Step aside Raijin, there is a new supercomputer in town.
Australia is set to have a new supercomputer which will deliver a 10-fold increase in speed for Australian National University researchers thanks to a $70 million upgrade.
Australia’s current fastest supercomputer Raijin, which is also housed at ANU, began operating in 2013 but has been sliding down the global rankings in recent years.
The new supercomputer dubbed Gadi – which means “to search for” in Ngunnawal language – will replace current supercomputer Raijin and is scheduled to go live at ANU’s National Computational Infrastructure (NCI) in November.
The new supercomputer will be capable of transferring data at 200 gigabytes per second.
Fujitsu Australia, who supplied Raijin in 2012, has been awarded a contract to deliver the new supercomputer, with the Australian Government providing $70 million under the National Collaborative Research Infrastructure Strategy (NCRIS).
ANU Vice-Chancellor Professor Brian Schmidt believes the upgrade will power some of Australia’s most vital research.
“NCI plays a pivotal role in the national research landscape, and the supercomputer is the centrepiece of this important work,” Professor Schmidt said.
“Investing in Australia’s research is an investment in our future. The upgrade of this critical infrastructure will see Australia continue to play a leading role in addressing some of our greatest global challenges.
“Gadi will give researchers the tools to unlock the mysteries of the universe, predict and manage natural disasters, advance cancer research and design new materials for future technologies.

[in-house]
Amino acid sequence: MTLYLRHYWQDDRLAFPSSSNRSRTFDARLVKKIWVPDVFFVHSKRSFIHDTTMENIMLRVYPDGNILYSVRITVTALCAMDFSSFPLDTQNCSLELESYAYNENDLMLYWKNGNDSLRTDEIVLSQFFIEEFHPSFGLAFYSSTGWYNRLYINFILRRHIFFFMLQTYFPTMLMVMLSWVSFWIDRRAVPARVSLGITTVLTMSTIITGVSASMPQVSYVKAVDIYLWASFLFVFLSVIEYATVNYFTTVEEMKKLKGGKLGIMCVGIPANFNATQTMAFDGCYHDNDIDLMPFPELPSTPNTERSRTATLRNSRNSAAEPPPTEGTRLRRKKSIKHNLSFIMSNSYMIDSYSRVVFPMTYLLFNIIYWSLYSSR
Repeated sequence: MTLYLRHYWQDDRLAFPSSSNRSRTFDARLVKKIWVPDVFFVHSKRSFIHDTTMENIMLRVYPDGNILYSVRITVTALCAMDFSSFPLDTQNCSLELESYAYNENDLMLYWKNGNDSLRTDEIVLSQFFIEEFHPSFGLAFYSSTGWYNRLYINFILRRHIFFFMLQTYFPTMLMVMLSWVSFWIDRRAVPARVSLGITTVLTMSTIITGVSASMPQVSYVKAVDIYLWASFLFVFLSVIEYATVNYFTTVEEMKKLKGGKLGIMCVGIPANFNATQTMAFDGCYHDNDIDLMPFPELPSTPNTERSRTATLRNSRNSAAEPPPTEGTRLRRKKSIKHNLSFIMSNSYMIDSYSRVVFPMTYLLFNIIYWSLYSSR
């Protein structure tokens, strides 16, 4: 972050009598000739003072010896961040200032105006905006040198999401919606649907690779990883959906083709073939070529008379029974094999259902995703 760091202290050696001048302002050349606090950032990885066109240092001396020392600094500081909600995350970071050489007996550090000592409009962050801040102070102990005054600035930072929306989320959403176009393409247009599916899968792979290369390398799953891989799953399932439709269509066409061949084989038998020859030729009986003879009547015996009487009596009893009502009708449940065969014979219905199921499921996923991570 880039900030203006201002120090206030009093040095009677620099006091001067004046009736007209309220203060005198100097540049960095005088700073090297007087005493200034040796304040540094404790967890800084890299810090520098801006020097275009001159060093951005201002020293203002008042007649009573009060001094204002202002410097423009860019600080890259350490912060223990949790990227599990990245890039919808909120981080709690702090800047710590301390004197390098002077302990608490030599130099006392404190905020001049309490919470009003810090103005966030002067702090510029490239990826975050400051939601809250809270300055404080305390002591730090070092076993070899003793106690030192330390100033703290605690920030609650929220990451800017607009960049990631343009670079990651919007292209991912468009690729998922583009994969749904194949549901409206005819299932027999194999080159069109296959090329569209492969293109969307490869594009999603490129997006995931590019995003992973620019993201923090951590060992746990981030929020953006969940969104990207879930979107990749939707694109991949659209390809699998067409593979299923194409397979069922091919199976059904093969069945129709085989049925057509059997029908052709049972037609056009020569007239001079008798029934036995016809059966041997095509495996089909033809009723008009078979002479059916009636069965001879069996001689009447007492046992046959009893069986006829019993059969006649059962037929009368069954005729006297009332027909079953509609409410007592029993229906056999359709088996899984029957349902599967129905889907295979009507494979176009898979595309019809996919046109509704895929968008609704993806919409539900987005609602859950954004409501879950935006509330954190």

“As the nature and complexity of the problems that need supercomputers have become even greater and more pressing, computational and data science has grown to meet the challenge.
“This new machine will keep Australian research and the 5,000 researchers who use it at the cutting edge. It will help us get smarter with our big data. It will add even more brawn to the considerable brains already tapping into NCI.”
Fujitsu Australia and New Zealand CEO Mike Foster said the supercomputer will utilise local expertise to provide an innovative computing platform.
“Fujitsu is proud to be part of this important initiative, which will play a vital role in the progress of science in Australia,” Mr Foster said.
“We look forward to renewing and further invigorating our long-standing relationship with ANU and NCI, which includes the commissioning of Raijin and also dates back as far as the 1980s with the commissioning of one of the University’s first supercomputers.”
Technical specs include:
- Second-generation Intel Xeon Scalable processors, codenamed “Cascade Lake” and V100 NVIDIA GPUs
- Underlying storage sub-systems provided by enterprise-class storage arrays, linked together in a DDN Lustre parallel file system enabling the high-performance throughput needed for computing on big data challenges
- Utilise both Fujitsu and Lenovo Neptune™ innovative direct liquid cooling technology with warm water, allowing for high-density computing
- Optimise job scheduling and workload management with Altair’s PBS Works Suite software.